Some school districts to only give standardized tests to students whose parents request it
If your children attend school in Ossining, Rye, or other areas, they may not have to take standardized tests at all this year.
The state voted to eliminate standardized tests all together this year, but the federal government is still requiring the exams for kids in grades 3-8.
Some local school districts - like Ossining - are creatively abiding by this law by only giving the tests to students whose parents request it.
"We'll assume that families that choose not to let us know do not want their child to take the assessment -- families would have to opt in," says Ossining School District Superintendent Dr. Ray Sanchez.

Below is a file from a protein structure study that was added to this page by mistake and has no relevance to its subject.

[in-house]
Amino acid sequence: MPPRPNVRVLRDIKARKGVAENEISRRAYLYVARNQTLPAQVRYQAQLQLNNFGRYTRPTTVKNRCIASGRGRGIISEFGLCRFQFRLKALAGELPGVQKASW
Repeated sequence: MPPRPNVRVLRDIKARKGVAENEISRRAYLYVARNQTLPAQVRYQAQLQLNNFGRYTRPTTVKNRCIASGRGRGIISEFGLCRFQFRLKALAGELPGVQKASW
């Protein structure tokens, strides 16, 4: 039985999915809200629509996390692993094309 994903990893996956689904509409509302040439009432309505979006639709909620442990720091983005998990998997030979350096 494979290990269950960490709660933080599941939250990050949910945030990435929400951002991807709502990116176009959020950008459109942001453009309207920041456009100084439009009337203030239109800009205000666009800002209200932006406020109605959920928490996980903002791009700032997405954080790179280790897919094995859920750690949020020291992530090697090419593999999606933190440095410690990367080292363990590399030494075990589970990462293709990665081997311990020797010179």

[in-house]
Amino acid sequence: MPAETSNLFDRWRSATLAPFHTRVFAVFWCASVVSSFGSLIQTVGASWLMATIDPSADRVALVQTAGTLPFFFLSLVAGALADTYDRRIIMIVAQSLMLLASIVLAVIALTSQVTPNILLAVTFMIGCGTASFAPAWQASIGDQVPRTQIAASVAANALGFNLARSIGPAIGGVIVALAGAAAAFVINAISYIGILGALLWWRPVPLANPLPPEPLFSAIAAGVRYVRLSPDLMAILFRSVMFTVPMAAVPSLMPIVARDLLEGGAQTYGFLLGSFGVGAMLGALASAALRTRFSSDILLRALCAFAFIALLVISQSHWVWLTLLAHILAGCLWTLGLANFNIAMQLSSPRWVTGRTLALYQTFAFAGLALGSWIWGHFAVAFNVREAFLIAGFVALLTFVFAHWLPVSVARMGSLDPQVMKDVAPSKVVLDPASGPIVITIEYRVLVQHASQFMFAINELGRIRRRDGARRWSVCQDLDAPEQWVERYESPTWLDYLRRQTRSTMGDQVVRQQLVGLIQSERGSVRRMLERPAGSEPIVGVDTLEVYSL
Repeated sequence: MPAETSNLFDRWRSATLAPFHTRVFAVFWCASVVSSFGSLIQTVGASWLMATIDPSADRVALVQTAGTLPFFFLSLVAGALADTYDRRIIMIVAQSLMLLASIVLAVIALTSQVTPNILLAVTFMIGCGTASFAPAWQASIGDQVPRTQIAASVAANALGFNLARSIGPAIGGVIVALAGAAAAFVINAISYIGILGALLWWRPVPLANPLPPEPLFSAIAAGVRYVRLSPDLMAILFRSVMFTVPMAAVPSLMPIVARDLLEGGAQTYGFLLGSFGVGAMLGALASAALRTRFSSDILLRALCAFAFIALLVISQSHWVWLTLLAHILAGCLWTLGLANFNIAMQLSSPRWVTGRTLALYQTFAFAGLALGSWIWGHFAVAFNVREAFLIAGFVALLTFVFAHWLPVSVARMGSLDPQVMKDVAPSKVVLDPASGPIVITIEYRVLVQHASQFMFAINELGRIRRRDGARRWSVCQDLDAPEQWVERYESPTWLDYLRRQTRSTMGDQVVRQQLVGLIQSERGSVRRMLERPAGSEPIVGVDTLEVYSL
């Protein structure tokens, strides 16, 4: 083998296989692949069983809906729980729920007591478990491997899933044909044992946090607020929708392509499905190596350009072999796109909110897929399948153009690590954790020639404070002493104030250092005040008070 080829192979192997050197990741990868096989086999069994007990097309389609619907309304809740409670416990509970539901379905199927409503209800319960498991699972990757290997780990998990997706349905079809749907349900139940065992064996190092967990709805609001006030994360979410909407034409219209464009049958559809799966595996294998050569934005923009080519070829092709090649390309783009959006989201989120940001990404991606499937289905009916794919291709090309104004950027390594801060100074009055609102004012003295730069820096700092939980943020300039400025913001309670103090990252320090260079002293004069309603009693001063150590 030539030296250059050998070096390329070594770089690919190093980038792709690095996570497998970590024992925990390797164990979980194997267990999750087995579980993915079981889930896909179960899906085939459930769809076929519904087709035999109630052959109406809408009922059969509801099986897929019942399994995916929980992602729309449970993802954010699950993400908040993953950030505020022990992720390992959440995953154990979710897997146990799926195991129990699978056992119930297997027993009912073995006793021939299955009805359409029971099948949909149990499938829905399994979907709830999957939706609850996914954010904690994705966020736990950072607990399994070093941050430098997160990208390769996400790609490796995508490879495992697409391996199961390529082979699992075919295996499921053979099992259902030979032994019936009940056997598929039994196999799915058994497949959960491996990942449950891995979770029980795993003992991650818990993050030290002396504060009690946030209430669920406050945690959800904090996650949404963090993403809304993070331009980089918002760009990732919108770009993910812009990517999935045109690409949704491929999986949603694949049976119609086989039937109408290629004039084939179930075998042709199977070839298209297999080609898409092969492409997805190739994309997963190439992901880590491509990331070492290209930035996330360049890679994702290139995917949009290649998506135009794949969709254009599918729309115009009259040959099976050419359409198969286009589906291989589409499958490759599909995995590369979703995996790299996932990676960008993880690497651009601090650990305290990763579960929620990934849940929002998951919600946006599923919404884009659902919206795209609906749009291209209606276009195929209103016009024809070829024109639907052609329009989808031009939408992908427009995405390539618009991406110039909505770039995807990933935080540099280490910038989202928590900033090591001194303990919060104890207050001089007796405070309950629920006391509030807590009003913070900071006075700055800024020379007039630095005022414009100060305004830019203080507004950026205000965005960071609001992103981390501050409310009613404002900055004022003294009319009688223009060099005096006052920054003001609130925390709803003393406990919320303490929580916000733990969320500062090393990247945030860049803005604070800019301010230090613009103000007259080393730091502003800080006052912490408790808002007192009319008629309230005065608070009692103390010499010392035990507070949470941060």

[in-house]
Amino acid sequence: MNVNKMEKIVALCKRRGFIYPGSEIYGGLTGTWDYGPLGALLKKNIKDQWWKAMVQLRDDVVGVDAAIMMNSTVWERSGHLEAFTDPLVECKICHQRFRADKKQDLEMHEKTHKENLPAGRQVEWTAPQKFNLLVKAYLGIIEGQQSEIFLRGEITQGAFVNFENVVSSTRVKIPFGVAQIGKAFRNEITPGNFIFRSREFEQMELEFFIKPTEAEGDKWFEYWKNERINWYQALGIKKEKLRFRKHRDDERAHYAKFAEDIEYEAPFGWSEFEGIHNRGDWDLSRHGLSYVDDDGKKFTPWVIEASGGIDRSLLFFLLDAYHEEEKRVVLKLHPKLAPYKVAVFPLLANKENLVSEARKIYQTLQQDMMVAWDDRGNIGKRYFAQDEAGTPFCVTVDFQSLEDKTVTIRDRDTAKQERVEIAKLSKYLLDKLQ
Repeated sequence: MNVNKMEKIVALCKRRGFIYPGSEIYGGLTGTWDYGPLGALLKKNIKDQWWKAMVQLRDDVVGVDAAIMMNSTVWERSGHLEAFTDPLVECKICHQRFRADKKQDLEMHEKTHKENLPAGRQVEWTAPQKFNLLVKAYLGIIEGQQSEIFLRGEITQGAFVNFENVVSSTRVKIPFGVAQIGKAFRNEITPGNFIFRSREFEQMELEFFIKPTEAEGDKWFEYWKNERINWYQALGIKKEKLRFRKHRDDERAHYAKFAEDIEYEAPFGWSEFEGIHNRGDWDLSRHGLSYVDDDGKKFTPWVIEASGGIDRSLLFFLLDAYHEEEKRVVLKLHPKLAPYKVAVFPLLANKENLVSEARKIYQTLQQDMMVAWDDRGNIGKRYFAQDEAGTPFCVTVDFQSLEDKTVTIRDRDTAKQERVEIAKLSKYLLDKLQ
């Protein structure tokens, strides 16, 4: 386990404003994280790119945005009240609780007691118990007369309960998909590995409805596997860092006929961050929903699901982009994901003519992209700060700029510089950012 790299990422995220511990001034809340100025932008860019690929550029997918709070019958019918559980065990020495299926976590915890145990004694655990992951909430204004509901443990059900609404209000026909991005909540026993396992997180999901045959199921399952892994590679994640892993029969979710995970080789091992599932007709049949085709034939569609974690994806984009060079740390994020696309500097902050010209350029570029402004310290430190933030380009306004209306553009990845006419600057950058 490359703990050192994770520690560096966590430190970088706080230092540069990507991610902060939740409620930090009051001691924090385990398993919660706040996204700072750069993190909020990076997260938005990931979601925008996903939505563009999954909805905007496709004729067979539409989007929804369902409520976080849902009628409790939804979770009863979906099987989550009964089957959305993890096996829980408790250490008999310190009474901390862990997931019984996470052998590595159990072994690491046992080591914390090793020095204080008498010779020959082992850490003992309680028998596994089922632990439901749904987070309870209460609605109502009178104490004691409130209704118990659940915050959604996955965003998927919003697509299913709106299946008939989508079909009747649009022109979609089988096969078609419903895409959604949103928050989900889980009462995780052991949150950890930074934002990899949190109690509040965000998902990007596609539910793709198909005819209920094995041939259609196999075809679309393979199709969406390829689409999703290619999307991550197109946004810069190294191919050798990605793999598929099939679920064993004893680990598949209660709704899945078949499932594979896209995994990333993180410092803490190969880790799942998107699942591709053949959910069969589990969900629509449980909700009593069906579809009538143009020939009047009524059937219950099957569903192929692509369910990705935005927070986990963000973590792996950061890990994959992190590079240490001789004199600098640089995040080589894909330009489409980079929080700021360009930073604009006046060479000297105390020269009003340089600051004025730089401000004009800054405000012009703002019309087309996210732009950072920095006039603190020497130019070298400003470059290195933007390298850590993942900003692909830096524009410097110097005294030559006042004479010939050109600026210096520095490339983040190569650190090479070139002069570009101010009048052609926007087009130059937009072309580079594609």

Sanchez believes most parents won't be opting in.
All tests will be in-person, so fully remote kids won't be eligible anyway.
Sen. Shelley Mayer, who heads the state Senate's Education Committee, says districts taking this approach on standardized tests will not be penalized in terms of funding or rank.
"There used to be consequences that were threatened against districts, but I think we're in a whole different day… It's not a time to penalize schools, and I don't believe it would happen," she says.
Sanchez says there's no high-level of accountability that's associated with the assessments.
In fact, the Senate Education Committee just passed a bill to say these tests cannot be used for any teacher evaluations this year.
"It should not be that these tests are used to rank a school. They certainly won't be used to rank a teacher…this is not the year to pretend it's business as usual. It's not," says Mayer.
Ossining parents have until next Wednesday, April 7, to opt in - otherwise, their kids will not be given the exams.
The state is still waiting to hear back from the federal government on whether Regents exams for high schoolers can be waived this year.